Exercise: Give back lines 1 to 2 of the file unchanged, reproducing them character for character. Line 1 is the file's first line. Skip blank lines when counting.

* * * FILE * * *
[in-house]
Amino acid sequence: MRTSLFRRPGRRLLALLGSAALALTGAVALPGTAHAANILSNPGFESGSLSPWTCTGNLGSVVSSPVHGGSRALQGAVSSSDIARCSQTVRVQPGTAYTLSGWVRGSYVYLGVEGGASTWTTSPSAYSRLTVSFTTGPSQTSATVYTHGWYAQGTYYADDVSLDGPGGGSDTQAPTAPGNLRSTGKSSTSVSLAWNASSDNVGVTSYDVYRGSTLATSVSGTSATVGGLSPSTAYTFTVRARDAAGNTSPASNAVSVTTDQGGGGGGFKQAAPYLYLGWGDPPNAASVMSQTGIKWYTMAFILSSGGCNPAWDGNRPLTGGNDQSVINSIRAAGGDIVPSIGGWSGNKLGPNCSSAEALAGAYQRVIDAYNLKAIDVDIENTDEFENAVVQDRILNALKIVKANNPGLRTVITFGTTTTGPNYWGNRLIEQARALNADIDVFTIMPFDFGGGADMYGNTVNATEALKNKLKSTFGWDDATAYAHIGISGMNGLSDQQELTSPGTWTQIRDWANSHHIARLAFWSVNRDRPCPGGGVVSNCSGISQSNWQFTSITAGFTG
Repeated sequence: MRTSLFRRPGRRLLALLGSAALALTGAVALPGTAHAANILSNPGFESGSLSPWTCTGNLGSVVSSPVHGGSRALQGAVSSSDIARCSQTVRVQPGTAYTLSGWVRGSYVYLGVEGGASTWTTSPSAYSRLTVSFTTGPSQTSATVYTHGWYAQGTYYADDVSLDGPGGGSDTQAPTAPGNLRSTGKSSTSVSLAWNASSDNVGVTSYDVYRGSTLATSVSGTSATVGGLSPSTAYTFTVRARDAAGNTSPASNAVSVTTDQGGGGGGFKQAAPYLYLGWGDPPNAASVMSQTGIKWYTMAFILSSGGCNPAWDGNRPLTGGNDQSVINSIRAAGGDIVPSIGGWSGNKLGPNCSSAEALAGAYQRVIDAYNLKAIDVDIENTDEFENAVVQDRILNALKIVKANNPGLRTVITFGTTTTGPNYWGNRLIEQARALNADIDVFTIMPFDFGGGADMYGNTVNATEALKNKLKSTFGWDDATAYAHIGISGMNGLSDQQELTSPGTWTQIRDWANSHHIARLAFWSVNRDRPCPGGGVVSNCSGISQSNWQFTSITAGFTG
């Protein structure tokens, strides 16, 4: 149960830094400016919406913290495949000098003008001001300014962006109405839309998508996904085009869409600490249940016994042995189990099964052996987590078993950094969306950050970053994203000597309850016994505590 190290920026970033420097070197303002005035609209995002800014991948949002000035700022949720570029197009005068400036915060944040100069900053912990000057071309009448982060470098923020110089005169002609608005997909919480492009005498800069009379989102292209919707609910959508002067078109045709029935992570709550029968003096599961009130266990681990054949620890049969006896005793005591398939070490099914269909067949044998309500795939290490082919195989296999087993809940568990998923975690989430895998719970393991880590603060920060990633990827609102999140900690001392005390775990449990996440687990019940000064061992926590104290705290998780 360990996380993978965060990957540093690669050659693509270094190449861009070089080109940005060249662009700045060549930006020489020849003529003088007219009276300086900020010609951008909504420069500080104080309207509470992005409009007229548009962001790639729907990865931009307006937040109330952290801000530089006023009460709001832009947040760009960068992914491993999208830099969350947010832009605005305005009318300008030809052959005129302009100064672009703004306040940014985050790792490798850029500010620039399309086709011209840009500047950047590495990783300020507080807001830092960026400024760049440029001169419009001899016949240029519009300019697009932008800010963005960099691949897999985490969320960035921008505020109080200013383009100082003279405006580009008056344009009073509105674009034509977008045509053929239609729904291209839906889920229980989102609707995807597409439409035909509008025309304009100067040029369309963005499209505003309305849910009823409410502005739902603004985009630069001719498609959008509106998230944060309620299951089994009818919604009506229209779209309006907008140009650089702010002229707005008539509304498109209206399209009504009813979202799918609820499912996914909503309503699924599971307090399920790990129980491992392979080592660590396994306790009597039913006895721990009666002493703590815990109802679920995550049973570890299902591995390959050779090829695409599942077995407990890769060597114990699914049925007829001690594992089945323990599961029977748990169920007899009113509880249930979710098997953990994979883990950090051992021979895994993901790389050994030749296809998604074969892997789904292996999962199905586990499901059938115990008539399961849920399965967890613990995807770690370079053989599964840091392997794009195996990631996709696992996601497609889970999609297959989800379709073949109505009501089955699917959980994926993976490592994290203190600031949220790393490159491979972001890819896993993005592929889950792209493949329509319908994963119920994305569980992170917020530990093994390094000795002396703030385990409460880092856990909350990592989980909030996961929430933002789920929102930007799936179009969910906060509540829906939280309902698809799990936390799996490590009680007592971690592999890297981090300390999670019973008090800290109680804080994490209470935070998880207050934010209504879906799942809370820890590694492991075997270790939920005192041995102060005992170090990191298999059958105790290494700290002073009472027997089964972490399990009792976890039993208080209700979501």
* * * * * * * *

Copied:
[in-house]
Amino acid sequence: MRTSLFRRPGRRLLALLGSAALALTGAVALPGTAHAANILSNPGFESGSLSPWTCTGNLGSVVSSPVHGGSRALQGAVSSSDIARCSQTVRVQPGTAYTLSGWVRGSYVYLGVEGGASTWTTSPSAYSRLTVSFTTGPSQTSATVYTHGWYAQGTYYADDVSLDGPGGGSDTQAPTAPGNLRSTGKSSTSVSLAWNASSDNVGVTSYDVYRGSTLATSVSGTSATVGGLSPSTAYTFTVRARDAAGNTSPASNAVSVTTDQGGGGGGFKQAAPYLYLGWGDPPNAASVMSQTGIKWYTMAFILSSGGCNPAWDGNRPLTGGNDQSVINSIRAAGGDIVPSIGGWSGNKLGPNCSSAEALAGAYQRVIDAYNLKAIDVDIENTDEFENAVVQDRILNALKIVKANNPGLRTVITFGTTTTGPNYWGNRLIEQARALNADIDVFTIMPFDFGGGADMYGNTVNATEALKNKLKSTFGWDDATAYAHIGISGMNGLSDQQELTSPGTWTQIRDWANSHHIARLAFWSVNRDRPCPGGGVVSNCSGISQSNWQFTSITAGFTG